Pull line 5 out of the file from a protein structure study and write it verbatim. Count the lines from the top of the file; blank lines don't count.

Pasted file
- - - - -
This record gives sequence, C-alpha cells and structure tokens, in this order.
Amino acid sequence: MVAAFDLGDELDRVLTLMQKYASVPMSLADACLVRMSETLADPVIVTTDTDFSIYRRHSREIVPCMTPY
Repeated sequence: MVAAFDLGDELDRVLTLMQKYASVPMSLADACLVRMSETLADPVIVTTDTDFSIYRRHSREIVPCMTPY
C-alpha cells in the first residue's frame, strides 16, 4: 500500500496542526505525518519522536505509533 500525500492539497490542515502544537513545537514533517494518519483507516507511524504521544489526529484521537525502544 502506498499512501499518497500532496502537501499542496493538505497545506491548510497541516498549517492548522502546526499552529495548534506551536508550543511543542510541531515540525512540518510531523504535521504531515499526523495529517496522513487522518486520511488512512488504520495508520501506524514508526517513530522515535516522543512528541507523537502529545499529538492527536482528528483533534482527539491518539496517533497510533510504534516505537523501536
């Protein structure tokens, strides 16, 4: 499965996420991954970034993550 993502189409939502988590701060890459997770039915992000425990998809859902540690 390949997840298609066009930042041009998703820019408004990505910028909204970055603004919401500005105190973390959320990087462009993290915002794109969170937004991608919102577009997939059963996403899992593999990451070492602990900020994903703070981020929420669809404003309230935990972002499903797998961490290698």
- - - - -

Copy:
């Protein structure tokens, strides 16, 4: 499965996420991954970034993550 993502189409939502988590701060890459997770039915992000425990998809859902540690 390949997840298609066009930042041009998703820019408004990505910028909204970055603004919401500005105190973390959320990087462009993290915002794109969170937004991608919102577009997939059963996403899992593999990451070492602990900020994903703070981020929420669809404003309230935990972002499903797998961490290698």